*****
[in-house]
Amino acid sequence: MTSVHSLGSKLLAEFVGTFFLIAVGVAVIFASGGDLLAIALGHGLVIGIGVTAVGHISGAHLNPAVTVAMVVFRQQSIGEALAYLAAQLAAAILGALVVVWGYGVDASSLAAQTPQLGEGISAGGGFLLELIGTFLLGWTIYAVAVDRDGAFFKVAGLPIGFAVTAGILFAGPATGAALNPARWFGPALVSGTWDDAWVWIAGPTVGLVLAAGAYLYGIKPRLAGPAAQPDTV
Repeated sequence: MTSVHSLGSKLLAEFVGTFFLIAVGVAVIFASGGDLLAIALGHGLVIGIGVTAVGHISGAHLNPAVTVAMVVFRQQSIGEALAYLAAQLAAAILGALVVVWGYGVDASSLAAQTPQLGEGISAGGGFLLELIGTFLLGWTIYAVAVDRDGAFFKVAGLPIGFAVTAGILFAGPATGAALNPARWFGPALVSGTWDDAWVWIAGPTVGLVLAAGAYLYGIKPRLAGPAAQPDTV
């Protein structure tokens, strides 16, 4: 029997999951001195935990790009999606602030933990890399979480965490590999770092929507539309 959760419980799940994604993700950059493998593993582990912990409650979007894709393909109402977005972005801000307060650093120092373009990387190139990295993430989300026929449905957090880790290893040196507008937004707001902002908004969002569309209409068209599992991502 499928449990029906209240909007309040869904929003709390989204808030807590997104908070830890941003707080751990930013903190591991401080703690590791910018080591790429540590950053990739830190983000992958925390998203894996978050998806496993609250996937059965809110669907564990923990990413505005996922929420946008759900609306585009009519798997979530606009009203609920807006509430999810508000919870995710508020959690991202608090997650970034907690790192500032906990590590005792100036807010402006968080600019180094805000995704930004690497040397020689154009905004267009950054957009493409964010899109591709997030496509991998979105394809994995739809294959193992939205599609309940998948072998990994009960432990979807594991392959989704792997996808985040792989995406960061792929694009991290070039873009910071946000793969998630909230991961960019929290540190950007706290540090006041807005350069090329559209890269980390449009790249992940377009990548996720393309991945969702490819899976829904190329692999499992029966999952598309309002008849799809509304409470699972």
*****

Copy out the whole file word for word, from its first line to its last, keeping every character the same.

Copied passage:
[in-house]
Amino acid sequence: MTSVHSLGSKLLAEFVGTFFLIAVGVAVIFASGGDLLAIALGHGLVIGIGVTAVGHISGAHLNPAVTVAMVVFRQQSIGEALAYLAAQLAAAILGALVVVWGYGVDASSLAAQTPQLGEGISAGGGFLLELIGTFLLGWTIYAVAVDRDGAFFKVAGLPIGFAVTAGILFAGPATGAALNPARWFGPALVSGTWDDAWVWIAGPTVGLVLAAGAYLYGIKPRLAGPAAQPDTV
Repeated sequence: MTSVHSLGSKLLAEFVGTFFLIAVGVAVIFASGGDLLAIALGHGLVIGIGVTAVGHISGAHLNPAVTVAMVVFRQQSIGEALAYLAAQLAAAILGALVVVWGYGVDASSLAAQTPQLGEGISAGGGFLLELIGTFLLGWTIYAVAVDRDGAFFKVAGLPIGFAVTAGILFAGPATGAALNPARWFGPALVSGTWDDAWVWIAGPTVGLVLAAGAYLYGIKPRLAGPAAQPDTV
């Protein structure tokens, strides 16, 4: 029997999951001195935990790009999606602030933990890399979480965490590999770092929507539309 959760419980799940994604993700950059493998593993582990912990409650979007894709393909109402977005972005801000307060650093120092373009990387190139990295993430989300026929449905957090880790290893040196507008937004707001902002908004969002569309209409068209599992991502 499928449990029906209240909007309040869904929003709390989204808030807590997104908070830890941003707080751990930013903190591991401080703690590791910018080591790429540590950053990739830190983000992958925390998203894996978050998806496993609250996937059965809110669907564990923990990413505005996922929420946008759900609306585009009519798997979530606009009203609920807006509430999810508000919870995710508020959690991202608090997650970034907690790192500032906990590590005792100036807010402006968080600019180094805000995704930004690497040397020689154009905004267009950054957009493409964010899109591709997030496509991998979105394809994995739809294959193992939205599609309940998948072998990994009960432990979807594991392959989704792997996808985040792989995406960061792929694009991290070039873009910071946000793969998630909230991961960019929290540190950007706290540090006041807005350069090329559209890269980390449009790249992940377009990548996720393309991945969702490819899976829904190329692999499992029966999952598309309002008849799809509304409470699972």